Take, for example, the man supposedly in charge of US forces in Iraq, George W. Bush. He recently visited my home, Washington State. It was a one-day, breathtaking smash-and-grab. After lecturing us about salmon restoration while standing next to a dam that has nearly extinguished several salmon runs, Bush bypassed Seattle entirely so he could rub elbows with multi-millionaire, suburbanite cellphone magnate Craig MacCaw and collect $1.4 million for his reelection campaign. With cowardice leaking from the pores of his sweating face, Bush rode an armored limousine into Boeing Field and hopped onto Air Force One so he could beat it out of town before sundown. The Wild West scares him half to death. Six hours and not a single face-to-face meeting with an ordinary human being.

It's ironic that the UN, which has now been attacked by both sides in this unforgivable war, must sit quietly and listen to Colin Powell's demands for more international troops in Iraq. Powell, surely, has become the anti-Sergio Vieira de Mello: a man who is the ambassador from nowhere and represents nothing. The Bush administration has undercut him so many times now that he can't be taken seriously anymore. Instead, the international community turns its ear to Donald Rumsfeld, the man who's obviously in control in Washington DC. Rumsfeld, however, is the anti-Mazen Dana: a man who can't show us any proof, tell us any truth, give us any facts or figures, or describe Arabic people as anything but terrorists or victims. If Dana and Vieira de Mello were ambassadors for the disaffected, for people who are literally dying to find their way to some kind of freedom and peace, then Rumsfeld and Powell are surely the undertakers for Empire.

In a world run by the exterminators, men like Vieira de Mello and Dana, who routinely walk into war with only their wits and honor for weapons, are destined to die in some violent and terrible way. Did their deaths have meaning?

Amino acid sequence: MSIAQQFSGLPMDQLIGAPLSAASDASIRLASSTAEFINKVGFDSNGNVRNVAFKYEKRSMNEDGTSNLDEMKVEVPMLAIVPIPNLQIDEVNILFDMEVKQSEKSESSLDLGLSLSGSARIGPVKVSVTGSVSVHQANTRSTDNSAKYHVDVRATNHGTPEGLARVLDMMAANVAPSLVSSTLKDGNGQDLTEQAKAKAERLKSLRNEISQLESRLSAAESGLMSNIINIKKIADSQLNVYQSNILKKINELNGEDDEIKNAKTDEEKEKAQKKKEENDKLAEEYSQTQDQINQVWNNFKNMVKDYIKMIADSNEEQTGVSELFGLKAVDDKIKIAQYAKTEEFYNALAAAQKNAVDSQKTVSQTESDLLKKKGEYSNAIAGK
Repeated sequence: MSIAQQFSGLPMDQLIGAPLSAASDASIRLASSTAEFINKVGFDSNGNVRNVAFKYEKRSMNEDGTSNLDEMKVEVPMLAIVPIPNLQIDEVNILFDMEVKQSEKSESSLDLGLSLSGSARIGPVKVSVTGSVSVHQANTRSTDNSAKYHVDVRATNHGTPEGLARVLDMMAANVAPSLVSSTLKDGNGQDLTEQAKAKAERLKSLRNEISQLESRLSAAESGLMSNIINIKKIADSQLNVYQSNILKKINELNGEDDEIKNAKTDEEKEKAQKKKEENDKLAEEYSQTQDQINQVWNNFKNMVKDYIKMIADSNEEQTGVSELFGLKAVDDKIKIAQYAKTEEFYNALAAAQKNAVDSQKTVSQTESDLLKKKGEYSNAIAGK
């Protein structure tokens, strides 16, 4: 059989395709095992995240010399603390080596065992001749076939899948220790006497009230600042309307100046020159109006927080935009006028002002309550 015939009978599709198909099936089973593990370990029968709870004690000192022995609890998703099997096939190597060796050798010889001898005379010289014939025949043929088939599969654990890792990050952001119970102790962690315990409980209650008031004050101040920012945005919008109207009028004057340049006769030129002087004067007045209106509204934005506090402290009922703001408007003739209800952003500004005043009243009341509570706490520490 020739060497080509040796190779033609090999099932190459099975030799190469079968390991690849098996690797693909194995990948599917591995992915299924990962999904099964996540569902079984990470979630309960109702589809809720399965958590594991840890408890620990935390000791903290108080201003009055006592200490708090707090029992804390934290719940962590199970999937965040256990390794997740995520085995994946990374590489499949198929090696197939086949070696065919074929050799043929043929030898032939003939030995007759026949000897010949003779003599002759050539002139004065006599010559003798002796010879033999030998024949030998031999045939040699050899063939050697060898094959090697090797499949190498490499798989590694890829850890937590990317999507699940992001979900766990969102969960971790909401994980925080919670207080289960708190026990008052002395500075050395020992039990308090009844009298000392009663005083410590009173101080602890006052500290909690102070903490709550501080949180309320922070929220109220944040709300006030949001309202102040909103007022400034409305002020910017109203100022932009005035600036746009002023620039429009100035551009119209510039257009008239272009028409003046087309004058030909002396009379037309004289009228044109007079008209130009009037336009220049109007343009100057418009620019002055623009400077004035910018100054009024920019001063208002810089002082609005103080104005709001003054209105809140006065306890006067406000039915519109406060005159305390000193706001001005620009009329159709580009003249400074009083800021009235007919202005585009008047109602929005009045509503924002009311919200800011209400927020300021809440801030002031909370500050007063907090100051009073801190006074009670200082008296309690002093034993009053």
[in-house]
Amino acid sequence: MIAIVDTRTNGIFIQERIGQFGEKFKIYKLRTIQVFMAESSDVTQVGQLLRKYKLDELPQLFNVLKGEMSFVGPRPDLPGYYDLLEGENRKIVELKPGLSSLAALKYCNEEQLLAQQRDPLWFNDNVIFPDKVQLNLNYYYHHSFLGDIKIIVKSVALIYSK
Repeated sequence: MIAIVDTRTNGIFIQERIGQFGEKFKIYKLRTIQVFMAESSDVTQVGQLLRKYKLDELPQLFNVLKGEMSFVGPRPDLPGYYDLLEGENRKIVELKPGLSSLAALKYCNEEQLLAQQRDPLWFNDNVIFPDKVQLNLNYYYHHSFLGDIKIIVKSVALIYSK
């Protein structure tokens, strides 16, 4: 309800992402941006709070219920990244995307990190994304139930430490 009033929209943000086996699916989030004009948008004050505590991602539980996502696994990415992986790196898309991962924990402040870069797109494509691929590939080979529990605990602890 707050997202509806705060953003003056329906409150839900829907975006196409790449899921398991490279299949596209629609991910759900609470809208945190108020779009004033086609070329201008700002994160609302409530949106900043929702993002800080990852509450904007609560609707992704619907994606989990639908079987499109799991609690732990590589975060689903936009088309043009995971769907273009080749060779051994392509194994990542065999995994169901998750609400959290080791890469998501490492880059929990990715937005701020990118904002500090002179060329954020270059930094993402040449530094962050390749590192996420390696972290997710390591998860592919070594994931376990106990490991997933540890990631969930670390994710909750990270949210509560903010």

Certainly the international community will remember Mazen Dana. Of course, they had more access to his film footage than we Americans do. We've only been allowed to see film stock taken by reporters in bed with the US Army, flat on their backs with their conscience squashed beneath them. Mazen Dana inspired a whole generation of reporters in Israel and Palestine who admired and loved him and were inspired by his professionalism and courage. The real news will continue to flow in his honor, even if the wave never reaches our shores.

Sergio Vieira de Mello, likewise, will be mourned by the international community that had hoped he might one day replace the retiring Kofi Annan as UN Secretary General. Vieira de Mello's death has already had a serious impact on the international community: the Bush administration's few allies in Iraq are having second thoughts about participating in this ill-conceived war. Poland has withdrawn its troops from a 1,000 square kilometer region just south of Baghdad. Japan has postponed deployment of 1,000 troops to Iraq. Thailand also is reviewing its original commitment to send 400 troops. Even Turkey, eager to gain access to the northern oil fields in Iraq, is suffering second thoughts: its parliament may not approve a commitment of 10,000 troops promised by the Turkish military. And other nations that haven't made firm commitments--India, Pakistan, Egypt, Germany, Russia, France--have carried the burden of peacekeeping operations in Africa, Eastern Europe, and Southeast Asia with little or no help from the United States. What goes around comes around.

In the end, Mazen Dana and Sergio Vieira de Mello might both, in death, become ambassadors for peace. We can only hope, and try to help make that happen